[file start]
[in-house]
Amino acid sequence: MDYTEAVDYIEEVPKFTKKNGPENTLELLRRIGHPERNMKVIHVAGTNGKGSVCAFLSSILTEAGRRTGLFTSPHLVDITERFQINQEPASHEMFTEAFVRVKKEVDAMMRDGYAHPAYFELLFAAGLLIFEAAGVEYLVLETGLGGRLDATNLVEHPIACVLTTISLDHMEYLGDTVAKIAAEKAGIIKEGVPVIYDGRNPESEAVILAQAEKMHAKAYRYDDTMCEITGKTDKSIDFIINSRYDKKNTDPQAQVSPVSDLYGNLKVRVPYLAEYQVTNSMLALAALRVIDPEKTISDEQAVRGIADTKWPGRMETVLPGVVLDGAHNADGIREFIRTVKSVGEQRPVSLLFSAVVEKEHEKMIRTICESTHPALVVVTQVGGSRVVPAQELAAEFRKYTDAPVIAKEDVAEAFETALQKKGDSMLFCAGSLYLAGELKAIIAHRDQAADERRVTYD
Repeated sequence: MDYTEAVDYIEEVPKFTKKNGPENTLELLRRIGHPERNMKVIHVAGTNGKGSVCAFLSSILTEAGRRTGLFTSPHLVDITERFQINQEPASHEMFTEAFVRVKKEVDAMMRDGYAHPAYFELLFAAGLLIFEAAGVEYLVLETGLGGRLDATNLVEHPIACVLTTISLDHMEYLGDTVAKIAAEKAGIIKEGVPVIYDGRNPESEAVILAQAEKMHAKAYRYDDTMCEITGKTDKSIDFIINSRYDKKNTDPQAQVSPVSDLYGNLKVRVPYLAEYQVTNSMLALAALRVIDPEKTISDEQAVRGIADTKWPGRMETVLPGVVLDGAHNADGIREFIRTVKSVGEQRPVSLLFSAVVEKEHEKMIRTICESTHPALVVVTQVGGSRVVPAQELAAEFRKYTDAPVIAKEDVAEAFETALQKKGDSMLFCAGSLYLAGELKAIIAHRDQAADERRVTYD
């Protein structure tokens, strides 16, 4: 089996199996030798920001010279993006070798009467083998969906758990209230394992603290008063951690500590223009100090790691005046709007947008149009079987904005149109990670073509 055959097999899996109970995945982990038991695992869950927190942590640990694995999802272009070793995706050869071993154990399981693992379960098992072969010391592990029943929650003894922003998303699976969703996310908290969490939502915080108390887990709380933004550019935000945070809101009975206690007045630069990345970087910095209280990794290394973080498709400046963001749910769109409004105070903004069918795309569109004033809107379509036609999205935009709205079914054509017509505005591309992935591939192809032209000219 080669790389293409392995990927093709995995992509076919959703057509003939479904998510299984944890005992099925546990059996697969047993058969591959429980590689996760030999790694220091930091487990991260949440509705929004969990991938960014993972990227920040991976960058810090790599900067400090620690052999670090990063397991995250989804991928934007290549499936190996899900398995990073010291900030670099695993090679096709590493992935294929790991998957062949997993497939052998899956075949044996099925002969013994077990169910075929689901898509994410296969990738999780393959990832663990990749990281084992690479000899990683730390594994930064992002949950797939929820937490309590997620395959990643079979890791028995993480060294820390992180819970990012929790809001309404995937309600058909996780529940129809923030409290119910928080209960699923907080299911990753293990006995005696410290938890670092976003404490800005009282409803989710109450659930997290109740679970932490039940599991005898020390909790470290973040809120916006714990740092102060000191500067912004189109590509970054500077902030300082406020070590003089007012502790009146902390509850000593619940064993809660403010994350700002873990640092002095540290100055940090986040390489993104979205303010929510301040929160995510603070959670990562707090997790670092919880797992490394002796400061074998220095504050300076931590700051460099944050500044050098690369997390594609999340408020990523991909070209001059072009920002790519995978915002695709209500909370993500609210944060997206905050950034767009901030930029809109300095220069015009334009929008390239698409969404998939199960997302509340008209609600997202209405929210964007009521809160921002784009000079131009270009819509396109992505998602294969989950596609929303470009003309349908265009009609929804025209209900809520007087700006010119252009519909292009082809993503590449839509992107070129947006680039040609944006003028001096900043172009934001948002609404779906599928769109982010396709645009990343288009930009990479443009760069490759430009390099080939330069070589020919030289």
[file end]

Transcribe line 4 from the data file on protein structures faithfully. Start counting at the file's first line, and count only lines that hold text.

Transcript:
């Protein structure tokens, strides 16, 4: 089996199996030798920001010279993006070798009467083998969906758990209230394992603290008063951690500590223009100090790691005046709007947008149009079987904005149109990670073509 055959097999899996109970995945982990038991695992869950927190942590640990694995999802272009070793995706050869071993154990399981693992379960098992072969010391592990029943929650003894922003998303699976969703996310908290969490939502915080108390887990709380933004550019935000945070809101009975206690007045630069990345970087910095209280990794290394973080498709400046963001749910769109409004105070903004069918795309569109004033809107379509036609999205935009709205079914054509017509505005591309992935591939192809032209000219 080669790389293409392995990927093709995995992509076919959703057509003939479904998510299984944890005992099925546990059996697969047993058969591959429980590689996760030999790694220091930091487990991260949440509705929004969990991938960014993972990227920040991976960058810090790599900067400090620690052999670090990063397991995250989804991928934007290549499936190996899900398995990073010291900030670099695993090679096709590493992935294929790991998957062949997993497939052998899956075949044996099925002969013994077990169910075929689901898509994410296969990738999780393959990832663990990749990281084992690479000899990683730390594994930064992002949950797939929820937490309590997620395959990643079979890791028995993480060294820390992180819970990012929790809001309404995937309600058909996780529940129809923030409290119910928080209960699923907080299911990753293990006995005696410290938890670092976003404490800005009282409803989710109450659930997290109740679970932490039940599991005898020390909790470290973040809120916006714990740092102060000191500067912004189109590509970054500077902030300082406020070590003089007012502790009146902390509850000593619940064993809660403010994350700002873990640092002095540290100055940090986040390489993104979205303010929510301040929160995510603070959670990562707090997790670092919880797992490394002796400061074998220095504050300076931590700051460099944050500044050098690369997390594609999340408020990523991909070209001059072009920002790519995978915002695709209500909370993500609210944060997206905050950034767009901030930029809109300095220069015009334009929008390239698409969404998939199960997302509340008209609600997202209405929210964007009521809160921002784009000079131009270009819509396109992505998602294969989950596609929303470009003309349908265009009609929804025209209900809520007087700006010119252009519909292009082809993503590449839509992107070129947006680039040609944006003028001096900043172009934001948002609404779906599928769109982010396709645009990343288009930009990479443009760069490759430009390099080939330069070589020919030289």